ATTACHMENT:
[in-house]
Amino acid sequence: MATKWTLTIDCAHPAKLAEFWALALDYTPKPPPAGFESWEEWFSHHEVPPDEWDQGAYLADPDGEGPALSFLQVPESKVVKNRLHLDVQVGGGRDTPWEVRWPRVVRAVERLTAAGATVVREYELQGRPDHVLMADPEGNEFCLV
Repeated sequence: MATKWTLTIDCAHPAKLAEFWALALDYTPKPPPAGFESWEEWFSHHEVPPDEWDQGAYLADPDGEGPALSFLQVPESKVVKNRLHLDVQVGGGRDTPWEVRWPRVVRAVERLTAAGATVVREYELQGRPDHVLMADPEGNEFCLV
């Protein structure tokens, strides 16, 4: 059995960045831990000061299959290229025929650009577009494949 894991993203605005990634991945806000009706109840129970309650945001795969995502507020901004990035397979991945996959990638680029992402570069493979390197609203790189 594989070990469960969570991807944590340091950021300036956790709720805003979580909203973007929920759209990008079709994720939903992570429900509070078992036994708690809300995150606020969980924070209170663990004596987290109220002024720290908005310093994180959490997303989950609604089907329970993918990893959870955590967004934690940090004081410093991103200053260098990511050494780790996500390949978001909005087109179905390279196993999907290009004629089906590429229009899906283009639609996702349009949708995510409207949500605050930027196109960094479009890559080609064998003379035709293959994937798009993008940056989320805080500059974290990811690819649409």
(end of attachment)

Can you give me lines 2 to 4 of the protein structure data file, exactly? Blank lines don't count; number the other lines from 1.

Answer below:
Amino acid sequence: MATKWTLTIDCAHPAKLAEFWALALDYTPKPPPAGFESWEEWFSHHEVPPDEWDQGAYLADPDGEGPALSFLQVPESKVVKNRLHLDVQVGGGRDTPWEVRWPRVVRAVERLTAAGATVVREYELQGRPDHVLMADPEGNEFCLV
Repeated sequence: MATKWTLTIDCAHPAKLAEFWALALDYTPKPPPAGFESWEEWFSHHEVPPDEWDQGAYLADPDGEGPALSFLQVPESKVVKNRLHLDVQVGGGRDTPWEVRWPRVVRAVERLTAAGATVVREYELQGRPDHVLMADPEGNEFCLV
């Protein structure tokens, strides 16, 4: 059995960045831990000061299959290229025929650009577009494949 894991993203605005990634991945806000009706109840129970309650945001795969995502507020901004990035397979991945996959990638680029992402570069493979390197609203790189 594989070990469960969570991807944590340091950021300036956790709720805003979580909203973007929920759209990008079709994720939903992570429900509070078992036994708690809300995150606020969980924070209170663990004596987290109220002024720290908005310093994180959490997303989950609604089907329970993918990893959870955590967004934690940090004081410093991103200053260098990511050494780790996500390949978001909005087109179905390279196993999907290009004629089906590429229009899906283009639609996702349009949708995510409207949500605050930027196109960094479009890559080609064998003379035709293959994937798009993008940056989320805080500059974290990811690819649409």